As far as what people don't know... I think that I want to put locals on the spot a little. The average Columbusonian should be more aware of how much of a "thing" comics art is in Columbus. It should be a source of pride same as Buckeye football or Jeni's Ice Cream. That's grandiose thinking, I know. I just remember the early '90s music scene in Columbus when the local press was eager to sell us as "the next Seattle" in the face of the grunge explosion. It never really took. Where's the love now for Comics Town?

SPURGEON: What don't national shows and regional shows understand about any local festival or con? What is something of value that bigger shows could adopt to make for a more meaningful experience in general?

EPPSTEIN: I'm going to pivot and deflect on this a little. Don't hate me.

Tussling with questions like this is why I want to get into non-profit program evaluation as a career. I honestly don't know what a national/regional show does and doesn't understand about local or regional show. I'm also not sure anyone knows what a generally meaningful experience looks like. I think there's a lot work to be done before anybody can answer questions like this with making some, quite possibly dubious or even damaging, assumptions.

The key work to answering your question would be a stakeholder analysis of cartoon art festivals. I can guess what showrunners of national or regional shows know and don't know about their smaller local counterparts, but it would be better to ask.

Similarly, I can make assumptions about what a meaningful experience is for exhibitors and attendees of festivals, but again, better to ask. I've gone looking for any published analyses of art festival stakeholders by academics or non-profit organizations, but have come up mostly dry so far. I get that... It's time consuming, complex and potentially expensive work. Thing is, somebody is going to have to do it if we want to answer the hard questions about the efficacy of festivals and conventions for artists, attendees, the broader community and all of the other stakeholders involved.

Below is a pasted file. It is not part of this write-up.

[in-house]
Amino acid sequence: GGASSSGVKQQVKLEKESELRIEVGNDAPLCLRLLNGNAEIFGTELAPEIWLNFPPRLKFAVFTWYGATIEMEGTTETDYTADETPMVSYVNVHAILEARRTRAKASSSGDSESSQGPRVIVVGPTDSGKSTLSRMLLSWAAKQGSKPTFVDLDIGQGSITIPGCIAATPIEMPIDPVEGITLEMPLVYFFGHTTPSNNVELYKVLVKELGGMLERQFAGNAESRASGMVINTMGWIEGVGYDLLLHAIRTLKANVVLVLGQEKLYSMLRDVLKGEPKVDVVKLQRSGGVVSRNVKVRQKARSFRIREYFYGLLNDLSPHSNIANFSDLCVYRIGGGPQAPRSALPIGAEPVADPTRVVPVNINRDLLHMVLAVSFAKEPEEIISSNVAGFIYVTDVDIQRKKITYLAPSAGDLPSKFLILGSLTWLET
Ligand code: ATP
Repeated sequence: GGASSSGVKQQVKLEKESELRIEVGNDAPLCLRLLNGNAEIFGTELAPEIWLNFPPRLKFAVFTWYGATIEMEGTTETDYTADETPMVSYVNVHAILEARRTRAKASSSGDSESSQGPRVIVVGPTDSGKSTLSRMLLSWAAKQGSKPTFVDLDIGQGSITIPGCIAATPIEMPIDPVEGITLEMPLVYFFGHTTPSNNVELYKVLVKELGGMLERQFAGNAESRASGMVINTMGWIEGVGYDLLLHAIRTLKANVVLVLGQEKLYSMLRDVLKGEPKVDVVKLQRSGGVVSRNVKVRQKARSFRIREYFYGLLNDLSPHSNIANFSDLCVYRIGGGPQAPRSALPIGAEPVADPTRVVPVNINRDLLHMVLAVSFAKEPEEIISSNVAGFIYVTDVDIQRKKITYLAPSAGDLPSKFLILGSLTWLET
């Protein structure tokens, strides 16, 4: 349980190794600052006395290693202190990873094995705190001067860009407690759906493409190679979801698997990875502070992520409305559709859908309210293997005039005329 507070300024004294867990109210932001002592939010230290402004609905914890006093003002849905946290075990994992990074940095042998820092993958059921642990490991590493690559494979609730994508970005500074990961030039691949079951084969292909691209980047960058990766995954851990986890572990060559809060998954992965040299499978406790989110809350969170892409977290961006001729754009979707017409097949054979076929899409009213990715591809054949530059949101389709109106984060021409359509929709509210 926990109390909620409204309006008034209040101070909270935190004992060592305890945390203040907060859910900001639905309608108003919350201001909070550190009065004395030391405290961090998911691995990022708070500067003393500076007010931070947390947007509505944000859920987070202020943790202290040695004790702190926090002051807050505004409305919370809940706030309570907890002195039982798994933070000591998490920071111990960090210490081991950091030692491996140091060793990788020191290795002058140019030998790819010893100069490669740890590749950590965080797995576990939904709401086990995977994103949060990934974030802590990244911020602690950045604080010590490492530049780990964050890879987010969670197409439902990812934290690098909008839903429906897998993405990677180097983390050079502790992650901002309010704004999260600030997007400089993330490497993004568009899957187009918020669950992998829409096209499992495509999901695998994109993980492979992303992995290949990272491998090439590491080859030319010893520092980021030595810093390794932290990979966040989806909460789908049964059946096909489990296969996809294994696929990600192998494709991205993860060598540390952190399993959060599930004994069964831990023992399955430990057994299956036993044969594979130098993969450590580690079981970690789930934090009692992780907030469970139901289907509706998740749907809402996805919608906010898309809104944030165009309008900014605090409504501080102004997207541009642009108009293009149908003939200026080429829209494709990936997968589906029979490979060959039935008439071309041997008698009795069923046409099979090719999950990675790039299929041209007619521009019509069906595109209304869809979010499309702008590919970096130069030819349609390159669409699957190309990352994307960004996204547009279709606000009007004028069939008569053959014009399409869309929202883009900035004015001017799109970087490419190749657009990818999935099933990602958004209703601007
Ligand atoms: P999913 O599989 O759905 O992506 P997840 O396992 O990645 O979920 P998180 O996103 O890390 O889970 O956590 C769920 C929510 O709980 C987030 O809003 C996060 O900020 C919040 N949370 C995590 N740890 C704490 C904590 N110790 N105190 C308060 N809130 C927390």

Right now, I'm planning to initiate some of this kind of research myself as part of my coursework... so let me cop out for now and maybe come back to ask me again next year?

SPURGEON: Sure. Hey, is there an artist or two -- either one of yours or from the region more generally -- about whom you'd like for people to know more than they do already?


EPPSTEIN: Geez. That's tough, to just pick one or two. I could do an A to Z book about regional artists I think people should know. But, I passed on answering the question about small versus big shows... so... Two artists I'd like to see more comic work from personally are Rich Trask and Renkorama.

Rich is "one of my guys" and has done a lot of work with me for Nix Comics. Like me, he's come to doing comics later in life and we were introduced by a mutual friend. I scroll his feed sometimes and shake my head at all of the funny, twisted ideas he lays out on a daily basis. It's a tip of the iceberg type thing where I'd like to see him have the time and money to follow through on just a couple of them!

Renkorama is a youngster... A student at CCAD who I actually met while tabling at CXC. I think she's an animation major now, but her comics are excellent and I hope she turns to the dark side and goes full in on those. Cool rock and roll stuff that I didn't think a 20 something would necessarily be interested in. She's on my "top five" list of people to figure out a project with for Nix Comics.